Deliberate and simple in approach, there is a lot of credit that can be attributed to directorial prowess making it all happen. There are both good and bad parts to this equation. With most episodes shifting around and changing perspectives between characters and teams, there is a lot of contextual information floating around that is never too cumbersome or dense to digest. In fact, the more information provided through character backstories (some which are really good), left behind records, and the environment, the more it does spur on a feeling to learn more about the world and what is going on. With binging never something I like to partake in, surprisingly, the series lends itself to it very well. Never feeling the need to return to certain episodes or as if I was missing information, everything the viewer needs to know is put out on the table, with a few elusive threads that are not far behind. Granted, there are some details that I’m not sure conforms to believability, but I’m willing to put my goggles on to suspend belief. I just wish I didn’t have to do it so often like seeing a little girl floating unconscious in a surging ocean current without drowning to death. I digress on that. The problem? For a 12 episode series, it does seem to be on a very tight and quick pacing arrangement. Knowing nothing of Tamura’s source material, this first half takes viewers all the way up to volume 16 of this 35 volume series. Having no inkling or particular feeling that anything was off during my initial viewing, from episode to episode, there is something nagging at me that there might be more in the source material that is not completely not showing up here. Taking the series on the merit of what it has shown, so far, I can’t say I find much of what is presented objectionable, yet does introduce some uneasiness, especially with some scenes that are shaky at best when pivoting to one idea to the next.
For a title with a mess of characters to keep track of, 7 Seeds cast is actually really manageable. Having no issue remembering a bunch of faces and names introduced, the aforementioned backstories and information presented to make them memorable works to a degree. One of my favorites so far comes from Takahiro Aramaki, a member of team Winter who’s own arc is more than tragic (like a few others), but can’t specifically say that the story helps in making him more interesting. Hana is another interesting case that has a knack for wilderness survival in part to her strong-willed personality. I just hate that on multiple occasions (and one in particular) she is stifled in that respect. Then again, that is more than I can say about Natsu Iwashimizu, the supposed main character in Summer B with Arashi. Having a very sweet relationship budding with him, I will give her that her interactions with Semimaru are a highlight of a few episodes, the two initially clashing and the latter not that likable at first. In many respects, referencing later episodes, the character dynamics and connections made do aid in helping solidify many of the supporting and major roles, but with it passing by in a blur…it doesn’t stand up too well.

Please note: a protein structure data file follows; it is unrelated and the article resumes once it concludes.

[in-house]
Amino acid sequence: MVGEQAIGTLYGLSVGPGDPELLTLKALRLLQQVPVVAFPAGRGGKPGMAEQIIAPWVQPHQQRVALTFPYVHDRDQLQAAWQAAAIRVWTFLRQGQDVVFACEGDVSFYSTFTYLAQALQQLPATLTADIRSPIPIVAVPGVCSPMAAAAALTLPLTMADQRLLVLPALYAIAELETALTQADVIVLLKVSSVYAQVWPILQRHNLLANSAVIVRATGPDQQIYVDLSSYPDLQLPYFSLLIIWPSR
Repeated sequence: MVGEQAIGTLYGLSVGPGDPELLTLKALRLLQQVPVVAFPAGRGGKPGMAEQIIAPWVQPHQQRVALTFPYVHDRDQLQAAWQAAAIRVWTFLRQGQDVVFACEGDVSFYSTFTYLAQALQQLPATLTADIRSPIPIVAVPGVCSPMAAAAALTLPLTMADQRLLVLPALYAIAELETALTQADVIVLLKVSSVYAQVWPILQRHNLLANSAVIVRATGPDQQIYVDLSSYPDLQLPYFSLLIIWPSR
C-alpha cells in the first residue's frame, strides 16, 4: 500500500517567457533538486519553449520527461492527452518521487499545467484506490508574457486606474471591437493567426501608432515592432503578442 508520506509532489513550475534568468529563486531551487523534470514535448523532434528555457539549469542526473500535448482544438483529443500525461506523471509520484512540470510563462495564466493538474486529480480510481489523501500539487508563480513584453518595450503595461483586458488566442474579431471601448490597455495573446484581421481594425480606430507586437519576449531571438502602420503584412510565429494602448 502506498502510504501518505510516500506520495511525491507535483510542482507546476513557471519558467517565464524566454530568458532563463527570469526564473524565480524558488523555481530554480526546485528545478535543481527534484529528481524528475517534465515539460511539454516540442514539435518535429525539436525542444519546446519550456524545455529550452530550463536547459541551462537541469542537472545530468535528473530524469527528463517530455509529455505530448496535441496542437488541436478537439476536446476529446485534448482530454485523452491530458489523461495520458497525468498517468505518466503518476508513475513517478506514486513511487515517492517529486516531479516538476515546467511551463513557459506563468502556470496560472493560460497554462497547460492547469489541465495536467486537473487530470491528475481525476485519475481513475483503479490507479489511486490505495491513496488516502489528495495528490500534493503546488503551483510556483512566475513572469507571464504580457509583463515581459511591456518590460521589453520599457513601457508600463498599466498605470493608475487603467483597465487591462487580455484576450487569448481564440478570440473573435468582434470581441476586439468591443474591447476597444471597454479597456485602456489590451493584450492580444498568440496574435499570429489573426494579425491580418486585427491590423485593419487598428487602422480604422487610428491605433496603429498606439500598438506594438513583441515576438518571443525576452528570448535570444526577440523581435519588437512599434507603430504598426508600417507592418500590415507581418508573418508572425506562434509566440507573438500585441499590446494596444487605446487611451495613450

Knowing that Gonzo has had some shabby looking productions in the past, this one is no different. Awful as the animations are for details like character movement and facial expressions, the artwork in itself is decent. Not the biggest fan the halation effects used in some the scenes, the environmental areas that visited are least pleasing to the eye if a little dull. Character designs are another area that isn’t too bad and at least helps in differentiation between a few with the same face syndrome. Music is another area where the series is also rather average but can say that the tracks are fitting if nothing else. Airing no Netflix, an English and Japanese voice over option is included. Finding nothing of major contextual difference or change, either is a safe bet.
As aforementioned, with season one leaving us at volume 16 of the manga and the episode itself ending on an extended thought, there is still more of the story to get through. Hating that Netflix’s seems like a stranger to the content it owns with no additional information, it might very well be until next season or near the end of the year to see how things progress. Despite having a relatively positive reception so far, I’m still in no desperate state to see how this all pans out. Here is to an interesting ride ahead….hopefully…
Final Verdict: Bold, brutal, and beautiful, Yumi Tamura debut work fully comes to life with this anime adaptation. Plagued with some less than stellar directing choices and supported by others along with solid writing, the first season of 7 Seeds is thrilling but does feel like it is holding a lot back to and should be more than what it is now. Were it can’t thrive on characters or momentum alone, it at least has enough pushing forward to make it serviceable and cover some of the shortcomings in plain view.